Vacation, Vocation, and Avocation

I am just home from a week’s vacation in Santa Barbara. I live close to the desert here in southern California where summer temperatures are regularly over 100 degrees.

The cool breezes blowing off the ocean at Santa Barbara refreshed both body and soul. One night walking on the wharf we were actually shivering from the cold. It was great.

Vacations can provide you with several things—refreshment, rest, a change of pace, extended time with the family, and simply fun that can be squeezed out in the daily responsibilities of life. For some they may be a break from the day-to-day grind, stresses and decisions associated with work.

When vacations provide real re-creation, rather than simply distracting recreation, they can give you a taste of that Sabbath rest and refreshment which will be yours in the new heaven and new earth.

Your vocation, the call of God to your place of work, can also be a taste of what is to come. If you love your work, the joy you experience in filling your days with what you are passionate about, will only increase in the new heaven and new earth. But what if you don’t love your job?  There are several options you might consider:

  • Changing your job to work in the area of your passion (possible for some, not possible for others, even though for those for whom it is possible it involves risk)
  • Changing your perspective (finding the meaning in your work; see my blog Expanding Your Vocational Horizon)
  • Changing your focus (live in the light of the coming blessings realizing there will always be futility in work now; seek to deepen your hope and live in light of it)
  • Changing your path (pursuing your passion as an avocation—see below)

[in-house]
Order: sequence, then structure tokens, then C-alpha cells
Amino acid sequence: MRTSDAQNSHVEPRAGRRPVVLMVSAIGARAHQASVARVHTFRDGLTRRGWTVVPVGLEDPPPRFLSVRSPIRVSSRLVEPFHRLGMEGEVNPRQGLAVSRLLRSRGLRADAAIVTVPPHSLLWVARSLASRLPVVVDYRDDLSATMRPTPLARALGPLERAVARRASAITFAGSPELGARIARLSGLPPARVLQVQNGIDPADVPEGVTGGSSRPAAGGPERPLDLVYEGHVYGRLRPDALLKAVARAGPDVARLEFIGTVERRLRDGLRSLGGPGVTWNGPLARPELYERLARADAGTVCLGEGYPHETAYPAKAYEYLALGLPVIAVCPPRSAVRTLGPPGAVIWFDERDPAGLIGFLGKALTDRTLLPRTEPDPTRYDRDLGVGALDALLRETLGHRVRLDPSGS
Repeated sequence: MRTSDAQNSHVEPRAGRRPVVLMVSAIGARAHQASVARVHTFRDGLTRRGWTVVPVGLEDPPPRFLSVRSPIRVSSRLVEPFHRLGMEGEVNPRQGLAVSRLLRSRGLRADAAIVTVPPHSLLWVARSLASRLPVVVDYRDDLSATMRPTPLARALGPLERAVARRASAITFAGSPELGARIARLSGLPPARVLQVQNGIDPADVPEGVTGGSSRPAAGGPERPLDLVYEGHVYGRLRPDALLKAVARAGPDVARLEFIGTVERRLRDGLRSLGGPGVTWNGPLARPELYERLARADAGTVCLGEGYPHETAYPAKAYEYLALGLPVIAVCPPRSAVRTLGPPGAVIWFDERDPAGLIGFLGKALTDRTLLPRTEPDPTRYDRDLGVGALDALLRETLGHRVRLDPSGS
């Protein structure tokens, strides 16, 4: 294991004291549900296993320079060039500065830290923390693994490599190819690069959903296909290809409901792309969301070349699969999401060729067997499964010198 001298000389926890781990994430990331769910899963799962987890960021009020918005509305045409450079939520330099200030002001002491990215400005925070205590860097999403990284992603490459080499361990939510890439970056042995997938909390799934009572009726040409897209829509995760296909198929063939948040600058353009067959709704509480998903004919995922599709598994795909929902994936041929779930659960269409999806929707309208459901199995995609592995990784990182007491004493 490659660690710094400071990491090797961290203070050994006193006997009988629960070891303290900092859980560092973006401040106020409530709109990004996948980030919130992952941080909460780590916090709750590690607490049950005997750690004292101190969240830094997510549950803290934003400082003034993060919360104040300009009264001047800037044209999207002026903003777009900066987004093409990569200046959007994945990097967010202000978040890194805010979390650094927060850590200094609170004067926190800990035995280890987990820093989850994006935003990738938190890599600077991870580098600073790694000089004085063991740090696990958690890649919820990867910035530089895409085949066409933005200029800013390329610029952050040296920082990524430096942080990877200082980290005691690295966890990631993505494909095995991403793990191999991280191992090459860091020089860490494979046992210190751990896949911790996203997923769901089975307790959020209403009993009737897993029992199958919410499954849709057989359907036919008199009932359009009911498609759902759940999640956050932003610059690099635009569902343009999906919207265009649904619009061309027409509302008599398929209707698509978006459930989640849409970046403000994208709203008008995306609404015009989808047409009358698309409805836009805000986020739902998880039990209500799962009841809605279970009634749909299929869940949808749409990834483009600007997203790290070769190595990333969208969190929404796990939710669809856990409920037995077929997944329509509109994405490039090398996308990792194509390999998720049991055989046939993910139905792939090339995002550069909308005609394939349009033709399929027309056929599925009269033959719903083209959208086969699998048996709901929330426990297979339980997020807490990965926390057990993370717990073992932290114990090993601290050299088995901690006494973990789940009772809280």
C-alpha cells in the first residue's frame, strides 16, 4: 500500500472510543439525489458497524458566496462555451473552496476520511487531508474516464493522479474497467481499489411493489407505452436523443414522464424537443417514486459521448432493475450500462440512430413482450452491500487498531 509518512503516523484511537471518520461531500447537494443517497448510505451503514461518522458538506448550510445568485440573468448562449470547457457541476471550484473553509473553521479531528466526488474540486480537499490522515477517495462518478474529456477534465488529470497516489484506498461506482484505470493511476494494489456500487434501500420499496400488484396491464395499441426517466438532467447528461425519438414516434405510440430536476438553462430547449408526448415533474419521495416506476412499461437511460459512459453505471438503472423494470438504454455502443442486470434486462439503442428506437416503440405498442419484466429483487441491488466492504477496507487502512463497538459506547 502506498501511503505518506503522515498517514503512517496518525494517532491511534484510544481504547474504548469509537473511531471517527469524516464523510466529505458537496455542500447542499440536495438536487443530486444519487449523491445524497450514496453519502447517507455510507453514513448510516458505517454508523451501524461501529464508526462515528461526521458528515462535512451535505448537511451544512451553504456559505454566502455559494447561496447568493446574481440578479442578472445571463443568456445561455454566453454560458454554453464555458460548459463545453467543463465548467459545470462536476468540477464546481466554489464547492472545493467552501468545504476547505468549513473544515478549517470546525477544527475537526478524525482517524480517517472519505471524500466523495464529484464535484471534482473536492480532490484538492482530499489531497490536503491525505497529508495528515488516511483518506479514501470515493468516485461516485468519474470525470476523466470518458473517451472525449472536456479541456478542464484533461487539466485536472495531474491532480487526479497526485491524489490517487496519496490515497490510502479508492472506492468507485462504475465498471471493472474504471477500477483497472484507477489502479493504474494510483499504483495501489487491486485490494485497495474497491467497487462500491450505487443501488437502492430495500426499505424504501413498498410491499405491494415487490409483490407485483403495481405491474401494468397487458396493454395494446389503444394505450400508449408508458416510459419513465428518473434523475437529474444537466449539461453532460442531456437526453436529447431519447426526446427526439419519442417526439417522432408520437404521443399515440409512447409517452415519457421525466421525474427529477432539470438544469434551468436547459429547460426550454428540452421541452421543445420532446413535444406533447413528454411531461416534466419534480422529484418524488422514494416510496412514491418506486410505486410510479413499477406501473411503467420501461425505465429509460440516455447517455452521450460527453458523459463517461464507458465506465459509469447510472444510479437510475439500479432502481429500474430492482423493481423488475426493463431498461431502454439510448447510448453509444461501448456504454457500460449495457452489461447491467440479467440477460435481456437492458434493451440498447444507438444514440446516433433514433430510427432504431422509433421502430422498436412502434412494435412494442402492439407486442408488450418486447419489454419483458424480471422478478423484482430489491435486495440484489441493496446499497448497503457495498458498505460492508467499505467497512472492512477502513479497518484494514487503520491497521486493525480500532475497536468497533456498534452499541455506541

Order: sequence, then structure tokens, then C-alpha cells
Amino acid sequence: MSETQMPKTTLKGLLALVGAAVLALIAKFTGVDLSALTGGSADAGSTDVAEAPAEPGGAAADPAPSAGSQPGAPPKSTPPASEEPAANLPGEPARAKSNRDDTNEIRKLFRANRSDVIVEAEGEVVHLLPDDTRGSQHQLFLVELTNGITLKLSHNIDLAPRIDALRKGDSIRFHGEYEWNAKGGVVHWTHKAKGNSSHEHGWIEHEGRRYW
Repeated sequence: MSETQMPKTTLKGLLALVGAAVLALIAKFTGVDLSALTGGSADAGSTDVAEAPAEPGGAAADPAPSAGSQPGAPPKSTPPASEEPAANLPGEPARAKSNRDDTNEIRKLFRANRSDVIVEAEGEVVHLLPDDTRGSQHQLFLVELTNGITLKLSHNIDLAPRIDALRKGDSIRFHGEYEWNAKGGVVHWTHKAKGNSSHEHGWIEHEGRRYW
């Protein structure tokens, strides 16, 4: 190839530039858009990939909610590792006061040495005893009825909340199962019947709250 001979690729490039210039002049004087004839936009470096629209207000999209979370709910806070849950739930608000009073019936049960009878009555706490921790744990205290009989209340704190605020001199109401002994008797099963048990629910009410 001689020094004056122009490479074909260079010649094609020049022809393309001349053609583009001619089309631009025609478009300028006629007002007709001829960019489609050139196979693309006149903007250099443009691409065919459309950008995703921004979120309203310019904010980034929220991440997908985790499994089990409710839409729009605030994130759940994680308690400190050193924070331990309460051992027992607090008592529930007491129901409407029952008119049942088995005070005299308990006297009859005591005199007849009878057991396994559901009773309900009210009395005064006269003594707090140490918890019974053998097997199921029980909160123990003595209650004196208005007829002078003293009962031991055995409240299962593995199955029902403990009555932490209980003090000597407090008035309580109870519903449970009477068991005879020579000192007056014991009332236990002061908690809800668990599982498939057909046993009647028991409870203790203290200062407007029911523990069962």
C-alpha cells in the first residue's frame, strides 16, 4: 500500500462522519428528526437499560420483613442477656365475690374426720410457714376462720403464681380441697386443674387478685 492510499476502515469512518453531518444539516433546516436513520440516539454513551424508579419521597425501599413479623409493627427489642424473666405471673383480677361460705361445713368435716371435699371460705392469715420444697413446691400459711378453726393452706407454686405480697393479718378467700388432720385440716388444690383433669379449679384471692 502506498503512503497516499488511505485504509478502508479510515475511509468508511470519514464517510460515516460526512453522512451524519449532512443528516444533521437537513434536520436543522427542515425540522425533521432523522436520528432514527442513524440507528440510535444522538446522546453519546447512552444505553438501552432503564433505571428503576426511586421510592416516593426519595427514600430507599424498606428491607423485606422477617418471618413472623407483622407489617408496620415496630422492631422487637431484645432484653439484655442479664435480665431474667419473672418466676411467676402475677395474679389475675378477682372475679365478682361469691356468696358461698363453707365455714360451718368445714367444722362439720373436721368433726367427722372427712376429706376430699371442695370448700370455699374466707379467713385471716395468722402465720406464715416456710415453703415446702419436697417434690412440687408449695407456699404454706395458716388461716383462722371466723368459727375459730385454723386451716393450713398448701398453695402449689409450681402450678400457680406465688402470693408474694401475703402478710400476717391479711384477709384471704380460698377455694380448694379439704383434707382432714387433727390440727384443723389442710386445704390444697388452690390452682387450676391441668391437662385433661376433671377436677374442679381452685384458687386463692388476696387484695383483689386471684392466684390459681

Since my view of the afterlife does not include cloud-riding harp players but meaningful industry in the work of God before the face of God in the new heaven and new earth, I see all believers eventually headed for satisfying and significant work minus all futility.

If you are not in love with your vocation, you may be able to pursue your passion as an avocation which is defined as a calling away; something in addition to a principal occupation. I like this definition because it speaks of a “calling” like a vocation but a calling in a different direction. Do you want to be a writer? A musician? A builder? A horticulturalist? A [you fill in blank]? What can you do this week to take a first step toward making this your avocation? How can you incorporate your interest into your schedule?

Working in your area of passion helps you to more clearly see the glory in the grind!

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About Dr. John H. Harbison

Son of God, Husband, Father, Author of "Keeping Christ in Ministry,"Vice-President for Academic Affairs, College Pastor, Runner, Writer
This entry was posted in Vocation and tagged , , , , , , , , . Bookmark the permalink.

3 Responses to Vacation, Vocation, and Avocation

  1. I agree most definitely, working in our area of passion helps us to more clearly see the glory in the everyday grind of life!

  2. True, Dee. Thanks for your comment.

  3. Appreciate it for helping out, good info .

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